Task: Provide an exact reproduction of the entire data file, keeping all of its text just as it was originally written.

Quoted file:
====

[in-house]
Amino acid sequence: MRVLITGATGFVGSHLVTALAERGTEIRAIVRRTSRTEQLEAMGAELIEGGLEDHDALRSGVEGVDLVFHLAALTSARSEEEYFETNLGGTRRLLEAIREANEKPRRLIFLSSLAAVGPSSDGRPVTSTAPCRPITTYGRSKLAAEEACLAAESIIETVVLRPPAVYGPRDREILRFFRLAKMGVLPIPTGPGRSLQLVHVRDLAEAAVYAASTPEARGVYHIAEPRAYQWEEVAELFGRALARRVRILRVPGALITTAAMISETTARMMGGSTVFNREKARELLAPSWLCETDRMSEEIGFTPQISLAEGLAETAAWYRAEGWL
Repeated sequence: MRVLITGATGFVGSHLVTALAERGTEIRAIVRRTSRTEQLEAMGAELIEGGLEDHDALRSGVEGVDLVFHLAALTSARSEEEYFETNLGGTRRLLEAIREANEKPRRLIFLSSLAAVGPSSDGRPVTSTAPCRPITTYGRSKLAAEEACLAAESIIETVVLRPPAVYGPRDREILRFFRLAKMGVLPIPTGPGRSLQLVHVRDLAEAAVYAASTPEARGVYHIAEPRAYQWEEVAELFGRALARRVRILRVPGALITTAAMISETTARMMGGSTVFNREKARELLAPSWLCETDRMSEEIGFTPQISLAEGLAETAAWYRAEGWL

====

[in-house]
Amino acid sequence: MRVLITGATGFVGSHLVTALAERGTEIRAIVRRTSRTEQLEAMGAELIEGGLEDHDALRSGVEGVDLVFHLAALTSARSEEEYFETNLGGTRRLLEAIREANEKPRRLIFLSSLAAVGPSSDGRPVTSTAPCRPITTYGRSKLAAEEACLAAESIIETVVLRPPAVYGPRDREILRFFRLAKMGVLPIPTGPGRSLQLVHVRDLAEAAVYAASTPEARGVYHIAEPRAYQWEEVAELFGRALARRVRILRVPGALITTAAMISETTARMMGGSTVFNREKARELLAPSWLCETDRMSEEIGFTPQISLAEGLAETAAWYRAEGWL
Repeated sequence: MRVLITGATGFVGSHLVTALAERGTEIRAIVRRTSRTEQLEAMGAELIEGGLEDHDALRSGVEGVDLVFHLAALTSARSEEEYFETNLGGTRRLLEAIREANEKPRRLIFLSSLAAVGPSSDGRPVTSTAPCRPITTYGRSKLAAEEACLAAESIIETVVLRPPAVYGPRDREILRFFRLAKMGVLPIPTGPGRSLQLVHVRDLAEAAVYAASTPEARGVYHIAEPRAYQWEEVAELFGRALARRVRILRVPGALITTAAMISETTARMMGGSTVFNREKARELLAPSWLCETDRMSEEIGFTPQISLAEGLAETAAWYRAEGWL